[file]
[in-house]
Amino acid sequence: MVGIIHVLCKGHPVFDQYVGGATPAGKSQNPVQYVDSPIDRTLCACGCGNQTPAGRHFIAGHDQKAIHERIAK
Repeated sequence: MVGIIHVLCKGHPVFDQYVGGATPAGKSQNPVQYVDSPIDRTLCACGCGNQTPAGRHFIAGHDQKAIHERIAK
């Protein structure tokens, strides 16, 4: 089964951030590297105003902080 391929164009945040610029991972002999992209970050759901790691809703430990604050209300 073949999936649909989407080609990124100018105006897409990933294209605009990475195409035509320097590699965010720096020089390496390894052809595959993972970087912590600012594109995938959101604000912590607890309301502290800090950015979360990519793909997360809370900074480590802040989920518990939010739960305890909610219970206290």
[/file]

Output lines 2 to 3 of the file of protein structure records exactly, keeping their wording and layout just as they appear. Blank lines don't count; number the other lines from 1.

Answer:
Amino acid sequence: MVGIIHVLCKGHPVFDQYVGGATPAGKSQNPVQYVDSPIDRTLCACGCGNQTPAGRHFIAGHDQKAIHERIAK
Repeated sequence: MVGIIHVLCKGHPVFDQYVGGATPAGKSQNPVQYVDSPIDRTLCACGCGNQTPAGRHFIAGHDQKAIHERIAK